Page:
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Many legendary performers played the Carter Barron Amphitheatre. But the stage was created to celebrate DC—and American—history.


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Why was the Carter Barron Amphitheatre built? The biggest clue is found in the venue’s original name, the Sesquicentennial Amphitheatre.

When the outdoor concert space opened in 1950 along Colorado Avenue NW, the object was to honor the 150th anniversary of the District of Columbia as America’s capital city—and to do so by staging a historic pageant each summer.

Pulitzer Prize-winning dramatist Paul Green supplied a musical about the life of George Washington, titled Faith of Our Fathers. Green authored 15 similar “symphonic dramas,” including The Lost Colony, which continues to be staged each summer in North Carolina.

Faith of Our Fathers had a short run in 1950 because of construction delays. The executive vice chairman of the National Capital Sesquicentennial Commission, Carter T. Barron, died that November, and the theater was renamed in his honor.

Following a less-than-stellar 1951 season, the pageant was not renewed—leaving authorities to ponder what to do with the outdoor theater. Despite neighborhood opposition to commercial uses of the space, outside promoters were allowed to stage nine ballet performances in 1952 and a 12-week program of Broadway musicals in 1953.

Bruce, Ella and the Ice Capades

As the years passed, Carter Barron featured an expanding roster of live entertainment. In the 1950s, performers included Benny Goodman, Louis Armstrong and Jimmy Durante. The 1955 production of the Ice Capades not only featured an ice rink that filled the stage, but the show was promoted with free sledding on some 25 tons of snow created one Sunday afternoon in August.

In the 1960s, audiences could enjoy jazz from Ella Fitzgerald and Stan Getz; folk from Peter, Paul and Mary, Odetta and the Kingston Trio; star turns by Ethel Merman and Harry Belafonte; nearly every legend of Motown; plus ballets, musicals, operas and the circus.

The amphitheatre was the first federally owned center for the performing arts—and, in its early years, the only permanent outdoor theater of its kind in Washington. As a US government facility, it also stood out as one of the area’s few integrated theater houses during the 1950s and into the 1960s.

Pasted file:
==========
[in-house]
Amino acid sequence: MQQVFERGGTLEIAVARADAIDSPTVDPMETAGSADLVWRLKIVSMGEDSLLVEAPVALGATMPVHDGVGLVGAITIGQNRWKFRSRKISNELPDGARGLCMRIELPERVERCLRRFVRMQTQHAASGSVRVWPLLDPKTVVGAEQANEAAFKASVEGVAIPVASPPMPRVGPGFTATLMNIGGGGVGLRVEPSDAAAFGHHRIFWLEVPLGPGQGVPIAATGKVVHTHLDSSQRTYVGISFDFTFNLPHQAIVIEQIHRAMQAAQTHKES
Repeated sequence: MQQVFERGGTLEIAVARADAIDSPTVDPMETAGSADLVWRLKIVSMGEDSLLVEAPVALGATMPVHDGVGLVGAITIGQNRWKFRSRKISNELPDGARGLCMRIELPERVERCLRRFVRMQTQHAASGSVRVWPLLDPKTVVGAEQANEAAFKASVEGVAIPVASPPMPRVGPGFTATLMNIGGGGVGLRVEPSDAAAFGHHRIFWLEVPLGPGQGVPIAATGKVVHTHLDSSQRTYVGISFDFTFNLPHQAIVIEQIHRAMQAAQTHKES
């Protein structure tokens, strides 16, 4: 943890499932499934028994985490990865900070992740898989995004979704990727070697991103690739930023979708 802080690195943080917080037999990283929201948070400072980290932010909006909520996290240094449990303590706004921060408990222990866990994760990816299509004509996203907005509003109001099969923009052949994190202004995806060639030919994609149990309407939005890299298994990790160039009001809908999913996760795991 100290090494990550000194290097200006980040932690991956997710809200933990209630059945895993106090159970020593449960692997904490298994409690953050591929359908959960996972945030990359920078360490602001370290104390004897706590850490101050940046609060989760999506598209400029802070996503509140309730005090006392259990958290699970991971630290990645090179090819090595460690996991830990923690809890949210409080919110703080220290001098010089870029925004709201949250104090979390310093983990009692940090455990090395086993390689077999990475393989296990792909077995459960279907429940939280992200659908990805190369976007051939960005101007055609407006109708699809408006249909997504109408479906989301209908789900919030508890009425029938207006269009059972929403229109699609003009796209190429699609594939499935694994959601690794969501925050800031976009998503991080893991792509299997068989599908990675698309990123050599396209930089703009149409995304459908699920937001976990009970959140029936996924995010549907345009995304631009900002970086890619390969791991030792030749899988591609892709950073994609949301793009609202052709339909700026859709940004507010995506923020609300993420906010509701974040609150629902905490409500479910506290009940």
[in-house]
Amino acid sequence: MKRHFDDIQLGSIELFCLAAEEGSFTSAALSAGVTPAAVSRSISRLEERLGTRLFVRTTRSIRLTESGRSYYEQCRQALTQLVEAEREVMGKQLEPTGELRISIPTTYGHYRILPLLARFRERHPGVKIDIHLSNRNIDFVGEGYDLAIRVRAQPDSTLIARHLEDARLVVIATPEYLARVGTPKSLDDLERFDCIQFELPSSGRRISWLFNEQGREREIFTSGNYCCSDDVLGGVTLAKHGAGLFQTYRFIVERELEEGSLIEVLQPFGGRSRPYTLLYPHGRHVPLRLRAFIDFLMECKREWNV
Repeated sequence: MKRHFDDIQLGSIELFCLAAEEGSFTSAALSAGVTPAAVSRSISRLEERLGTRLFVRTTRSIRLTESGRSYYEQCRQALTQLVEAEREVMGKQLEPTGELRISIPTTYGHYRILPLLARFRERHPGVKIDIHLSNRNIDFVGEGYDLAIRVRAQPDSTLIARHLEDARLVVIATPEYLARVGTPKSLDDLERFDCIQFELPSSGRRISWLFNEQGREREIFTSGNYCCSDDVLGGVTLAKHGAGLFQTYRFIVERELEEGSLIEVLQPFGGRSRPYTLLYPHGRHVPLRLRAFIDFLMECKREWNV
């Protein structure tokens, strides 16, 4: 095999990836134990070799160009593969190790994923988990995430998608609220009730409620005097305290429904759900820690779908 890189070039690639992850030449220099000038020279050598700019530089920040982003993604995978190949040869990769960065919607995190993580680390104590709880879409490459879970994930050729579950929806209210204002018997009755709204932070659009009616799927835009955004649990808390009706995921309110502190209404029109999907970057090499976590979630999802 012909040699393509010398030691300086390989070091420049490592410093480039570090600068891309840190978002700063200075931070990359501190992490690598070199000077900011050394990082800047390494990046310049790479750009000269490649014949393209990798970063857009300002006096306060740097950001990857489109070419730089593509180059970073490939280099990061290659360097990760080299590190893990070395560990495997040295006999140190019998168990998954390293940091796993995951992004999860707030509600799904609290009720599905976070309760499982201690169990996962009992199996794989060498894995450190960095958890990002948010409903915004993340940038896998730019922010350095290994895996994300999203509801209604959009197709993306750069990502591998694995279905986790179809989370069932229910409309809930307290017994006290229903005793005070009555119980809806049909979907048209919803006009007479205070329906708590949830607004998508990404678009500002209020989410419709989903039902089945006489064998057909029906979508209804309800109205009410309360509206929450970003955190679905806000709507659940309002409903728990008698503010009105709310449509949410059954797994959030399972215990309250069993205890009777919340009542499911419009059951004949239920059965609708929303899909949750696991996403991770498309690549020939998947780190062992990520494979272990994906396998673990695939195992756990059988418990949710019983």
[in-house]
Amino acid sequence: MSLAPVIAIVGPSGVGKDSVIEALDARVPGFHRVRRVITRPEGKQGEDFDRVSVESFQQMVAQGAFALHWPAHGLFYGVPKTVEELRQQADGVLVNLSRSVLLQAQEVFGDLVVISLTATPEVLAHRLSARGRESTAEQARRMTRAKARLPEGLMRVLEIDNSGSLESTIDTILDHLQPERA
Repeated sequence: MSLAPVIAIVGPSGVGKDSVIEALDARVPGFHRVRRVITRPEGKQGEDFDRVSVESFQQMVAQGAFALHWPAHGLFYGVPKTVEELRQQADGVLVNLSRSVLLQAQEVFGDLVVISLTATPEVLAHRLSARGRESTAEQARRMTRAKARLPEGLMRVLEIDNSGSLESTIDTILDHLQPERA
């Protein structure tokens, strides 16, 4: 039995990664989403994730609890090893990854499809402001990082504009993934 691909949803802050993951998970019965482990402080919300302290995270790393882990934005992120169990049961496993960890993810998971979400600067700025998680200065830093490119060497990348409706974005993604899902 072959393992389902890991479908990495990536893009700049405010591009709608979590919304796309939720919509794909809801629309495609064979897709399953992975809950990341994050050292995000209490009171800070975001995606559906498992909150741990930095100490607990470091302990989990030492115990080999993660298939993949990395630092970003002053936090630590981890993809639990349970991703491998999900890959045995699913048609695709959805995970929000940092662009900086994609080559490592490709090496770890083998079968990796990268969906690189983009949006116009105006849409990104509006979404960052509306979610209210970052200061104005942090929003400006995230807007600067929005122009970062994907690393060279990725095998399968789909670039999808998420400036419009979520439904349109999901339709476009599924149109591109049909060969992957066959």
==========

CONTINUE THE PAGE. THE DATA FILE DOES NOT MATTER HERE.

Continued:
By the mid-60s, new, more modern concert spaces were being built. Despite the amphitheatre’s setting in a natural bowl shaded by the treetops of Rock Creek Park, fewer people were willing to attend shows in the middle of the city that could be interrupted at any time by wind and rain.

Still, three concerts by Bruce Springsteen demonstrated that, even in 1975, popular artists could fill the arena no matter what the weather, as an Evening Star review noted:

Springsteen drew 4,300 people to the 4,100-seat Carter Barron Amphitheatre... Last night's crowd had to sit through two torrential downpours that held up the show for nearly two hours... None of this seemed to bother the audience. They cheered and yelled and stomped their feet as if they were in the comfort of the Capital Centre.

The National Park Service took over operation of the theater from private promoters after the 1976 season.

One of its most successful partnerships was with the Shakespeare Theater, which provided free performances of Shakespeare plays each year from 1991 to 2008. Although the Carter Barron stage has seen fewer big-name acts in recent decades—and its infrastructure is in need of millions of dollars in repairs—Washingtonians can still enjoy summertime concerts under the stars.

Show Business’ Ambassador to Washington

Beginning with his arrival in Washington in 1932, Carter T. Barron’s job title was manager of the Eastern Division of Loew’s Theaters. But this was the era when theater managers often served as community leaders—and Barron organized benefits, balls and fundraising drives for causes that ranged from the March of Dimes to war bonds.

When DC still had a reputation as a sleepy Southern town, he used his Hollywood connections to recruit the biggest names of stage, screen and radio to perform in Washington, participate in charity events and golf tournaments, and interact with political and civic leaders. Back in Hollywood, the moguls realized it was a good idea to get along with Presidents and politicos. As Barron connected the two worlds, he earned the title of Show Business’ Ambassador to Washington.

It was his idea to mark the inauguration of the President by staging a star-studded variety show. He organized the first such gala in 1941 for Franklin Roosevelt, with a bill that included Irving Berlin, Mickey Rooney, Charlie Chaplin, Raymond Massey, Douglas Fairbanks Jr., Nelson Eddy and Ethel Barrymore.

Carter Barron naturally took the leading role in the Sesquicentennial Commission, which was officially headed by President Truman. Mr. Truman himself dedicated the Amphitheatre in Barron’s honor, with actor Walter Pidgeon providing the eulogy.


Click here to download B is for Bridges

Click here to download A is for Animals

Click here to download the Introduction



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